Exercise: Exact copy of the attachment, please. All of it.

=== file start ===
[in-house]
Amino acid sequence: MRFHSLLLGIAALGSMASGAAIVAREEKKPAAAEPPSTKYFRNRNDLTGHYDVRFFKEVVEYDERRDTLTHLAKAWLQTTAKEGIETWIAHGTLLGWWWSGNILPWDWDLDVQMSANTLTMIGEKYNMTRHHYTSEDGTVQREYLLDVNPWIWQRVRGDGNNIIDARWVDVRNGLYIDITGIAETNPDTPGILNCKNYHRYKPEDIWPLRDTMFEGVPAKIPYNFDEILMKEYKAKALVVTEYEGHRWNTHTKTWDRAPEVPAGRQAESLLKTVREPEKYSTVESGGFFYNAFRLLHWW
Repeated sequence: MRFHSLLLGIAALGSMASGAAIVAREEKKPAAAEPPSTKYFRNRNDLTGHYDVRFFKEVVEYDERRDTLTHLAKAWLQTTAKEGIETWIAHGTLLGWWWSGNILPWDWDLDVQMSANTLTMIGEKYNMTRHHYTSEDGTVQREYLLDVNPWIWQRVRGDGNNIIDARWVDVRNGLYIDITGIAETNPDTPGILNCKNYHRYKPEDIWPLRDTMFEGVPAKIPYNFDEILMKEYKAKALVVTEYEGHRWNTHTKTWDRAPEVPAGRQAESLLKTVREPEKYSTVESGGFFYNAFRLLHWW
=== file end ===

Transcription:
[in-house]
Amino acid sequence: MRFHSLLLGIAALGSMASGAAIVAREEKKPAAAEPPSTKYFRNRNDLTGHYDVRFFKEVVEYDERRDTLTHLAKAWLQTTAKEGIETWIAHGTLLGWWWSGNILPWDWDLDVQMSANTLTMIGEKYNMTRHHYTSEDGTVQREYLLDVNPWIWQRVRGDGNNIIDARWVDVRNGLYIDITGIAETNPDTPGILNCKNYHRYKPEDIWPLRDTMFEGVPAKIPYNFDEILMKEYKAKALVVTEYEGHRWNTHTKTWDRAPEVPAGRQAESLLKTVREPEKYSTVESGGFFYNAFRLLHWW
Repeated sequence: MRFHSLLLGIAALGSMASGAAIVAREEKKPAAAEPPSTKYFRNRNDLTGHYDVRFFKEVVEYDERRDTLTHLAKAWLQTTAKEGIETWIAHGTLLGWWWSGNILPWDWDLDVQMSANTLTMIGEKYNMTRHHYTSEDGTVQREYLLDVNPWIWQRVRGDGNNIIDARWVDVRNGLYIDITGIAETNPDTPGILNCKNYHRYKPEDIWPLRDTMFEGVPAKIPYNFDEILMKEYKAKALVVTEYEGHRWNTHTKTWDRAPEVPAGRQAESLLKTVREPEKYSTVESGGFFYNAFRLLHWW